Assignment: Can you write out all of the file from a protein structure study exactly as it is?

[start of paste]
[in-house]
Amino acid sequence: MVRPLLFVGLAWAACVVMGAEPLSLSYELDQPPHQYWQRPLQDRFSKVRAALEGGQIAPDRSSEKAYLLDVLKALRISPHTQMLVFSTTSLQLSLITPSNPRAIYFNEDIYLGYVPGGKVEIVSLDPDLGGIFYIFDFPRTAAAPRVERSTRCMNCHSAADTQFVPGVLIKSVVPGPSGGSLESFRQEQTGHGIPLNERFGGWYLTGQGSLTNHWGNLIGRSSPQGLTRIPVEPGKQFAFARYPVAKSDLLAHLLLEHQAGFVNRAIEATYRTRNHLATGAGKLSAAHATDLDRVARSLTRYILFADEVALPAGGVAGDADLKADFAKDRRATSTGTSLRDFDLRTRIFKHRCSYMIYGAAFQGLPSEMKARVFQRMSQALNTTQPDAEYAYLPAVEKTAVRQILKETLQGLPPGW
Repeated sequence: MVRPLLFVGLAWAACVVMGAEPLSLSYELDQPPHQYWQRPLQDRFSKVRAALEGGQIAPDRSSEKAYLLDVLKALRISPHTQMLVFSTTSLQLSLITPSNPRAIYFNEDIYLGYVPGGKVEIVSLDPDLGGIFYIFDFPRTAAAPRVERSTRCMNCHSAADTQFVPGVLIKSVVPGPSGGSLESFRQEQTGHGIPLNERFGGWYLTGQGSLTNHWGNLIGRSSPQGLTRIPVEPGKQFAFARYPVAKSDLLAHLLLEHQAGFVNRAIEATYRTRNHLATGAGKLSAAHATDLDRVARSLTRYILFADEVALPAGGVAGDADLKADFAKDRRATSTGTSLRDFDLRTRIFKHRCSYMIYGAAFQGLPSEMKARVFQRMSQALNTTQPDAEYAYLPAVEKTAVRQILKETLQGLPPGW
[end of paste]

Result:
[in-house]
Amino acid sequence: MVRPLLFVGLAWAACVVMGAEPLSLSYELDQPPHQYWQRPLQDRFSKVRAALEGGQIAPDRSSEKAYLLDVLKALRISPHTQMLVFSTTSLQLSLITPSNPRAIYFNEDIYLGYVPGGKVEIVSLDPDLGGIFYIFDFPRTAAAPRVERSTRCMNCHSAADTQFVPGVLIKSVVPGPSGGSLESFRQEQTGHGIPLNERFGGWYLTGQGSLTNHWGNLIGRSSPQGLTRIPVEPGKQFAFARYPVAKSDLLAHLLLEHQAGFVNRAIEATYRTRNHLATGAGKLSAAHATDLDRVARSLTRYILFADEVALPAGGVAGDADLKADFAKDRRATSTGTSLRDFDLRTRIFKHRCSYMIYGAAFQGLPSEMKARVFQRMSQALNTTQPDAEYAYLPAVEKTAVRQILKETLQGLPPGW
Repeated sequence: MVRPLLFVGLAWAACVVMGAEPLSLSYELDQPPHQYWQRPLQDRFSKVRAALEGGQIAPDRSSEKAYLLDVLKALRISPHTQMLVFSTTSLQLSLITPSNPRAIYFNEDIYLGYVPGGKVEIVSLDPDLGGIFYIFDFPRTAAAPRVERSTRCMNCHSAADTQFVPGVLIKSVVPGPSGGSLESFRQEQTGHGIPLNERFGGWYLTGQGSLTNHWGNLIGRSSPQGLTRIPVEPGKQFAFARYPVAKSDLLAHLLLEHQAGFVNRAIEATYRTRNHLATGAGKLSAAHATDLDRVARSLTRYILFADEVALPAGGVAGDADLKADFAKDRRATSTGTSLRDFDLRTRIFKHRCSYMIYGAAFQGLPSEMKARVFQRMSQALNTTQPDAEYAYLPAVEKTAVRQILKETLQGLPPGW